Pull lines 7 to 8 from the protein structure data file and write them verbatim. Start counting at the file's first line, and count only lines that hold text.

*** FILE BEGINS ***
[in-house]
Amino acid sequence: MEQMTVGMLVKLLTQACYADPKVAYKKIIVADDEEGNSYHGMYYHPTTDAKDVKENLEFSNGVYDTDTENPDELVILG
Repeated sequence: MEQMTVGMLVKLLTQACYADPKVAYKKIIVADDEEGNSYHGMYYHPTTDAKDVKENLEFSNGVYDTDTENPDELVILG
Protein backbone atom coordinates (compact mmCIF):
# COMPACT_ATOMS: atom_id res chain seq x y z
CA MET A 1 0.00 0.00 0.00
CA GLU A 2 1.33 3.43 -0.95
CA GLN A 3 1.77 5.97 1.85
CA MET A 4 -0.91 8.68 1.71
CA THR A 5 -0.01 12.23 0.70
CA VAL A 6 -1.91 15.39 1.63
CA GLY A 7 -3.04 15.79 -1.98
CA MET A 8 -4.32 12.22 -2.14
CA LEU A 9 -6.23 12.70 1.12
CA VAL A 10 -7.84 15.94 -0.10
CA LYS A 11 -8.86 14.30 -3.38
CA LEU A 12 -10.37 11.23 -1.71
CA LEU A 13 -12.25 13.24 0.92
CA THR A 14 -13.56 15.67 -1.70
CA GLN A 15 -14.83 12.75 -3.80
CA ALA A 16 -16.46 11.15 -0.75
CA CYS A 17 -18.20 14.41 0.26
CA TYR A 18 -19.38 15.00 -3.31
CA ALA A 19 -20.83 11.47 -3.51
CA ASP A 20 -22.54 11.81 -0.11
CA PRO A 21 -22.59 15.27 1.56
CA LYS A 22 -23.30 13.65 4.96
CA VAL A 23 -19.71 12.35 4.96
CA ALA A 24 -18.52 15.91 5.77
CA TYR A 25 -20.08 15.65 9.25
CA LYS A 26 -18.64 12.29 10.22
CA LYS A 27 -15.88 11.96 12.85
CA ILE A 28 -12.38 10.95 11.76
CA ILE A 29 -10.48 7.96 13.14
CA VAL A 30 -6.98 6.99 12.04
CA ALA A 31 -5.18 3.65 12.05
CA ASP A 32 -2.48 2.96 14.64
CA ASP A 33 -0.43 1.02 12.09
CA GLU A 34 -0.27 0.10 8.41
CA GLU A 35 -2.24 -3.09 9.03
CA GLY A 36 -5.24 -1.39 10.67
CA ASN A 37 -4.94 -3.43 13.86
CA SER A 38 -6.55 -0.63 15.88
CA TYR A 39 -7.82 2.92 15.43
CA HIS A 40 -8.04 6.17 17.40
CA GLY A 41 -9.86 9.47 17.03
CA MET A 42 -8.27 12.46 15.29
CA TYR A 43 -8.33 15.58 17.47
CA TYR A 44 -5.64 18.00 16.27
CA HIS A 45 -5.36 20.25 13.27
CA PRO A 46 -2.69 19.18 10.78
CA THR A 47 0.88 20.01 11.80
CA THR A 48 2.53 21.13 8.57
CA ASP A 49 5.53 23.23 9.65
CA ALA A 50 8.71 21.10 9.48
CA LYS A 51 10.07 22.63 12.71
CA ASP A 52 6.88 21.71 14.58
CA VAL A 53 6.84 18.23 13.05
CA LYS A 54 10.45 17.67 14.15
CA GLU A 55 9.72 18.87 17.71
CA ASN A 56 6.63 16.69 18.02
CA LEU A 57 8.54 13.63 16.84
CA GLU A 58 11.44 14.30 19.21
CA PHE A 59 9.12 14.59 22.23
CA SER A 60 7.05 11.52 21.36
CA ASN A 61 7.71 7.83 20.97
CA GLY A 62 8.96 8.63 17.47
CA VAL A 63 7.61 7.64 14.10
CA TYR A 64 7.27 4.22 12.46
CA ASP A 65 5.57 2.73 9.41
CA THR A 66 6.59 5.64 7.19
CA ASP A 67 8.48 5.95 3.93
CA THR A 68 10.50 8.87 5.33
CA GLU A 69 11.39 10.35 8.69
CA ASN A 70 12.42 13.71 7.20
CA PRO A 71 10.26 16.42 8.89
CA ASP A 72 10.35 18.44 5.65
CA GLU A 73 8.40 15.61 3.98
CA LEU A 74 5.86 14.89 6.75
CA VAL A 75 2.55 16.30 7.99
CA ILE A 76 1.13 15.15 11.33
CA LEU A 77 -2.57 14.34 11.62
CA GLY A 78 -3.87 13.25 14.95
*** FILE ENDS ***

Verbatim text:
CA GLU A 2 1.33 3.43 -0.95
CA GLN A 3 1.77 5.97 1.85